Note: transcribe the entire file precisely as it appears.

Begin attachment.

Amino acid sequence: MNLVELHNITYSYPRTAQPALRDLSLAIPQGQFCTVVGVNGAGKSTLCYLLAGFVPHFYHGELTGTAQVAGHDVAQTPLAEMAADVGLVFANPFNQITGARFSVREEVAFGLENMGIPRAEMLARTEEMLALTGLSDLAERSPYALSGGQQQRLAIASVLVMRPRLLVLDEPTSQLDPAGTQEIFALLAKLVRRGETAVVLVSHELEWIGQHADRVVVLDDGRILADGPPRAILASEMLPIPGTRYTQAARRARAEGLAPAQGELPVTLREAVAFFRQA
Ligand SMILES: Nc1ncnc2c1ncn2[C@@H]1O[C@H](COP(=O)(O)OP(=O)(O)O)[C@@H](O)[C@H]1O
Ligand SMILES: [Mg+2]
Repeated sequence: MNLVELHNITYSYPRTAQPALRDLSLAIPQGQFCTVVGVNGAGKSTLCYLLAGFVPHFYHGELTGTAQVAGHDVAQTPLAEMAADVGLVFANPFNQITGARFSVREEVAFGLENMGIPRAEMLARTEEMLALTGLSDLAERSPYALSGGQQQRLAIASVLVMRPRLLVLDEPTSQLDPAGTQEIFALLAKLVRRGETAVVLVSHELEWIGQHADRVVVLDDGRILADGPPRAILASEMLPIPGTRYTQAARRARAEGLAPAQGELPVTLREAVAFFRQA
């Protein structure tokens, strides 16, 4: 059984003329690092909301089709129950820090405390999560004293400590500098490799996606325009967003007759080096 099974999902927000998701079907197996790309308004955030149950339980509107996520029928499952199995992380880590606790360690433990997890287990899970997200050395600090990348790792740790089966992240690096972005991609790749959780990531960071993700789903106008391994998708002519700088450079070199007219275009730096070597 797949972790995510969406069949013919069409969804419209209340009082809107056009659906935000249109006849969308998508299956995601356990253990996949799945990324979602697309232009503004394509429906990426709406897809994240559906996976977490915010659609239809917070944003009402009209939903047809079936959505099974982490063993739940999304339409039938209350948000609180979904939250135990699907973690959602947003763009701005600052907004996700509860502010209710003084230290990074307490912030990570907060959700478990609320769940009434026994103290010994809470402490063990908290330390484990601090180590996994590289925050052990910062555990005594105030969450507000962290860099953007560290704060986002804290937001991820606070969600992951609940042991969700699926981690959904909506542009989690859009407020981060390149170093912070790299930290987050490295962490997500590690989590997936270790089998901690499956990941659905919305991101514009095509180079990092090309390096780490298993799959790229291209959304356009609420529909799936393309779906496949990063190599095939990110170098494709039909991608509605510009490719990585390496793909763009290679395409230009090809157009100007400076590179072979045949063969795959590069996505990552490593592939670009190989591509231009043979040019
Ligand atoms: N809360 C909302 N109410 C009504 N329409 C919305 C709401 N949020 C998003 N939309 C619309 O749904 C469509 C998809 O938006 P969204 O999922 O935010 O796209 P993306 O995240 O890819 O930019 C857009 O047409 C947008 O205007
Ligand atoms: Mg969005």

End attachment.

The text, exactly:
Amino acid sequence: MNLVELHNITYSYPRTAQPALRDLSLAIPQGQFCTVVGVNGAGKSTLCYLLAGFVPHFYHGELTGTAQVAGHDVAQTPLAEMAADVGLVFANPFNQITGARFSVREEVAFGLENMGIPRAEMLARTEEMLALTGLSDLAERSPYALSGGQQQRLAIASVLVMRPRLLVLDEPTSQLDPAGTQEIFALLAKLVRRGETAVVLVSHELEWIGQHADRVVVLDDGRILADGPPRAILASEMLPIPGTRYTQAARRARAEGLAPAQGELPVTLREAVAFFRQA
Ligand SMILES: Nc1ncnc2c1ncn2[C@@H]1O[C@H](COP(=O)(O)OP(=O)(O)O)[C@@H](O)[C@H]1O
Ligand SMILES: [Mg+2]
Repeated sequence: MNLVELHNITYSYPRTAQPALRDLSLAIPQGQFCTVVGVNGAGKSTLCYLLAGFVPHFYHGELTGTAQVAGHDVAQTPLAEMAADVGLVFANPFNQITGARFSVREEVAFGLENMGIPRAEMLARTEEMLALTGLSDLAERSPYALSGGQQQRLAIASVLVMRPRLLVLDEPTSQLDPAGTQEIFALLAKLVRRGETAVVLVSHELEWIGQHADRVVVLDDGRILADGPPRAILASEMLPIPGTRYTQAARRARAEGLAPAQGELPVTLREAVAFFRQA
């Protein structure tokens, strides 16, 4: 059984003329690092909301089709129950820090405390999560004293400590500098490799996606325009967003007759080096 099974999902927000998701079907197996790309308004955030149950339980509107996520029928499952199995992380880590606790360690433990997890287990899970997200050395600090990348790792740790089966992240690096972005991609790749959780990531960071993700789903106008391994998708002519700088450079070199007219275009730096070597 797949972790995510969406069949013919069409969804419209209340009082809107056009659906935000249109006849969308998508299956995601356990253990996949799945990324979602697309232009503004394509429906990426709406897809994240559906996976977490915010659609239809917070944003009402009209939903047809079936959505099974982490063993739940999304339409039938209350948000609180979904939250135990699907973690959602947003763009701005600052907004996700509860502010209710003084230290990074307490912030990570907060959700478990609320769940009434026994103290010994809470402490063990908290330390484990601090180590996994590289925050052990910062555990005594105030969450507000962290860099953007560290704060986002804290937001991820606070969600992951609940042991969700699926981690959904909506542009989690859009407020981060390149170093912070790299930290987050490295962490997500590690989590997936270790089998901690499956990941659905919305991101514009095509180079990092090309390096780490298993799959790229291209959304356009609420529909799936393309779906496949990063190599095939990110170098494709039909991608509605510009490719990585390496793909763009290679395409230009090809157009100007400076590179072979045949063969795959590069996505990552490593592939670009190989591509231009043979040019
Ligand atoms: N809360 C909302 N109410 C009504 N329409 C919305 C709401 N949020 C998003 N939309 C619309 O749904 C469509 C998809 O938006 P969204 O999922 O935010 O796209 P993306 O995240 O890819 O930019 C857009 O047409 C947008 O205007
Ligand atoms: Mg969005």